Roman greenish glass grapes-flask, 300 A.D.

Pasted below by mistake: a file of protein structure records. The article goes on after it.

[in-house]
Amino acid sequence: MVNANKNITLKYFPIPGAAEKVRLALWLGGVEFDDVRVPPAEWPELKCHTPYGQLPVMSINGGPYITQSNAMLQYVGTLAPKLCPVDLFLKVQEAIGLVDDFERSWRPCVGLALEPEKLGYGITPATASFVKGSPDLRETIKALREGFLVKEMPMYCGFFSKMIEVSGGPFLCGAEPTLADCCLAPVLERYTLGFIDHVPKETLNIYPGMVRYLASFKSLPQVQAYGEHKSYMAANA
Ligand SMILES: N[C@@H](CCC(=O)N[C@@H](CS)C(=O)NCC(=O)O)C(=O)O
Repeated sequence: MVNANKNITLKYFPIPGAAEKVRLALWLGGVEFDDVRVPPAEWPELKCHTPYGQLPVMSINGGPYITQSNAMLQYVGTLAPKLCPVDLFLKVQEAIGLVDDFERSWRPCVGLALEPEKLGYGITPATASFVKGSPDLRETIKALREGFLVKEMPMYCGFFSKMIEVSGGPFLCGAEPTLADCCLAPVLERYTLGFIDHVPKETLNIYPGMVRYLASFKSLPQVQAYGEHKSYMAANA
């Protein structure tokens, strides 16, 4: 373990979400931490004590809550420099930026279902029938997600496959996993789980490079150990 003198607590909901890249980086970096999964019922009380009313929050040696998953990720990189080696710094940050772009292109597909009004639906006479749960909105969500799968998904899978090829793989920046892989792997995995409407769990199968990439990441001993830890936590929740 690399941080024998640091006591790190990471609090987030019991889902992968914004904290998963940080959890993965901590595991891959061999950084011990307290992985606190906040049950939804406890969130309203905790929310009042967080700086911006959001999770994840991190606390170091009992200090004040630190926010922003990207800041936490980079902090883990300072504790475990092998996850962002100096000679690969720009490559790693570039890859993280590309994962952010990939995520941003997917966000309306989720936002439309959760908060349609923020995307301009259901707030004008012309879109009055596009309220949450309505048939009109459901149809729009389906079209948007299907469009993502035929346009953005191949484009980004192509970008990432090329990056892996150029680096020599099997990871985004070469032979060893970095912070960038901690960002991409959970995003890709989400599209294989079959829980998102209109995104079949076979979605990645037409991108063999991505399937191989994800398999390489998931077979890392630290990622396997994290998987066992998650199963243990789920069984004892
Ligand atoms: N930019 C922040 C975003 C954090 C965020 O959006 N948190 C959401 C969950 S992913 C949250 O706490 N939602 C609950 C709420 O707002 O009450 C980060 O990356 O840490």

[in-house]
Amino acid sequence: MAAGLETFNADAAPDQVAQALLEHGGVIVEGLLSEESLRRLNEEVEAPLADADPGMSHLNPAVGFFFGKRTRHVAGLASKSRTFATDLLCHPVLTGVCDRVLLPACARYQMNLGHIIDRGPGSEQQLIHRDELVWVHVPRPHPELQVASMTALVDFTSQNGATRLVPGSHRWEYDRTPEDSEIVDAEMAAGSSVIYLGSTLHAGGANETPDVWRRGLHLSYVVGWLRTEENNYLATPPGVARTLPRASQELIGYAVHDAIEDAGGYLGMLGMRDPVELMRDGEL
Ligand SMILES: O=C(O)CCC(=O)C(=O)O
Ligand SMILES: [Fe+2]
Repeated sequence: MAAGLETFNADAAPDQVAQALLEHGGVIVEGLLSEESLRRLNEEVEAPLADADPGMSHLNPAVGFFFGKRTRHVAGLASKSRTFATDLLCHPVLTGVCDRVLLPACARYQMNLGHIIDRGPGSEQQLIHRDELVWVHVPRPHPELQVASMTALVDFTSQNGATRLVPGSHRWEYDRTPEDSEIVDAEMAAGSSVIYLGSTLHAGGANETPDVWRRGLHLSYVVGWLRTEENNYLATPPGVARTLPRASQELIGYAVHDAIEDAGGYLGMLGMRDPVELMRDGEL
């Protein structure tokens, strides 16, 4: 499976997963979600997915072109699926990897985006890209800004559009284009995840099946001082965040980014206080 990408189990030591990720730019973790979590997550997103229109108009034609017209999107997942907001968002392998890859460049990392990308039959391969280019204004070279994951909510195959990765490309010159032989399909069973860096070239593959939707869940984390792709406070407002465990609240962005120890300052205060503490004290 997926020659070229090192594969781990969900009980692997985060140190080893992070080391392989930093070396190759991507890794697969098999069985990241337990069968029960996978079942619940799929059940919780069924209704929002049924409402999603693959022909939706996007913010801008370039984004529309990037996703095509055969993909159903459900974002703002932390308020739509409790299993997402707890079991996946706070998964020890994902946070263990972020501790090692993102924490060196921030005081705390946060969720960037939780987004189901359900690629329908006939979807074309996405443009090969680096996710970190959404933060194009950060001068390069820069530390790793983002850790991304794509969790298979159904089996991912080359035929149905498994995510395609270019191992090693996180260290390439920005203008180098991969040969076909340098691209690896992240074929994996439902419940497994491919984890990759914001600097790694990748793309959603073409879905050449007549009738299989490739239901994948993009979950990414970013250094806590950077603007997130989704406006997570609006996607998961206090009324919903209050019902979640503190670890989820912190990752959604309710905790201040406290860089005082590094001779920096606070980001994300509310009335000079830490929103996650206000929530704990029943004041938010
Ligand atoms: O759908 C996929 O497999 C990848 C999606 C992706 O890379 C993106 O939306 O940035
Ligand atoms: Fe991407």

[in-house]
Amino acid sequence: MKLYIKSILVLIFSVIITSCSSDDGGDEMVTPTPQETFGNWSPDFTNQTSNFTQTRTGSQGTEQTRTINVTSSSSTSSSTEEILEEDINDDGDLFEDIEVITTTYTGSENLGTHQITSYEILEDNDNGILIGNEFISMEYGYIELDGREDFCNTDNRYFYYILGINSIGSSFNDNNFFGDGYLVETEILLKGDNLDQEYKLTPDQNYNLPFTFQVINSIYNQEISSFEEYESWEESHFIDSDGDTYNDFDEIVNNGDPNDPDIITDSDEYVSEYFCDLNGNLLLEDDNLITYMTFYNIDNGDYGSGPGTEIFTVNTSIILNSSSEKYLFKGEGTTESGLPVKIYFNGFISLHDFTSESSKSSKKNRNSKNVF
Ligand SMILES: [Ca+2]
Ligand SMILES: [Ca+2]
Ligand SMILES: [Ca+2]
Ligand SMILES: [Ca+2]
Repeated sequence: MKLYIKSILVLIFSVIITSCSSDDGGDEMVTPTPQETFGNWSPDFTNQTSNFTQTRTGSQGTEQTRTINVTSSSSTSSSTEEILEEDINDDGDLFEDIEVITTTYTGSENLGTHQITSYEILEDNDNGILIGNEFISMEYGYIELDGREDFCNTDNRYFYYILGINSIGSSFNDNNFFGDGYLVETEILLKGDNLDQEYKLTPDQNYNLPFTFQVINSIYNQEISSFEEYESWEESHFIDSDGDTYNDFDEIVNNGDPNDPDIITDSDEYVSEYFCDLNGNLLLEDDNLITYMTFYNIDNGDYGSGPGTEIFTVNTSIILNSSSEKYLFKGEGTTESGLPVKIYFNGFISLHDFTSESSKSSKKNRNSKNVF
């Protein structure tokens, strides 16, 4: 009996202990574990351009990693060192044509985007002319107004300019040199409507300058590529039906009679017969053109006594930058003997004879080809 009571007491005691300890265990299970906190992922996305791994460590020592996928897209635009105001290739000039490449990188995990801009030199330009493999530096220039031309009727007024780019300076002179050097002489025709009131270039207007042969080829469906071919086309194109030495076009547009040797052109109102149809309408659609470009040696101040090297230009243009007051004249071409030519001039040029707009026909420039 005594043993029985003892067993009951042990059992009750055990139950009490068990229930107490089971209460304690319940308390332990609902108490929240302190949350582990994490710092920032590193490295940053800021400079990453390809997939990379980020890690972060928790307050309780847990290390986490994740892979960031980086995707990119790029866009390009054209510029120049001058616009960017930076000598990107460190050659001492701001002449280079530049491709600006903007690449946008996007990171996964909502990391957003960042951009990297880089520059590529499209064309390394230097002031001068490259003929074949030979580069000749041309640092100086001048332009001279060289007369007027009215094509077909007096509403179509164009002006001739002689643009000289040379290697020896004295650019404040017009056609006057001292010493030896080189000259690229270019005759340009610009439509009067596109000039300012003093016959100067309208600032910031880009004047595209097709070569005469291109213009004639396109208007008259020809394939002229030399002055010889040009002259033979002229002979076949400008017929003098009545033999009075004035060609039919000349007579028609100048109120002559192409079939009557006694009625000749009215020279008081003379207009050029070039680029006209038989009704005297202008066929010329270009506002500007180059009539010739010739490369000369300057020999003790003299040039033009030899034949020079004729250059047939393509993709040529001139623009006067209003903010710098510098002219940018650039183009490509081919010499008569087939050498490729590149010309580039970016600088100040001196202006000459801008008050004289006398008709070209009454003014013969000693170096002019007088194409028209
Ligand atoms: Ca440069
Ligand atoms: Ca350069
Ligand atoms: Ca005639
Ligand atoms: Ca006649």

Glass was a favorite item for the Romans who supplied it by trade with the Egyptians and Phoenicians. But from the beginning of the Empire it was manufactured in the metropolis and outside it, giving it the same applications as the Egyptians and Phoenicians and perfecting the forms of their vessels that are more varied and elegant. Towards the end of the Hellenistic period, crystal definitely supplanted terracotta as a raw material for the manufacture of containers in all areas of everyday life. At the beginning of the Roman era, the invention and rapid propagation of the torch, and the conception of furnaces that resist ever higher temperatures, will be considered an important technical revolution in antiquity. With a versatility like no other material known in Roman times, the abundant availability, lightness and ease of use of glass allowed the imitation of a wide range of other materials, especially precious metals. On the other hand, the ancients certainly knew that glass is a chemically neutral substance, which makes it particularly suitable for the storage of cosmetics or pharmaceuticals, as well as food and liquids. Hardly any Roman burial is discovered that does not contain bottles of colourless or greenish glass, covered with iridescence by the action of humidity and air. These bottles, always in narrow shapes, are often called by lacrimatory and ointment collectors, but they were only used to contain oils or perfumes in graves, not to deposit tears in them. The Romans also perfected the art of producing reliefs of figures in glass vessels by adding another layer of enamel, or glass of a different colour, together with modelling and chiselling or engraving it, so that the outer surface of such vessels offers all the appearances of a cameo.


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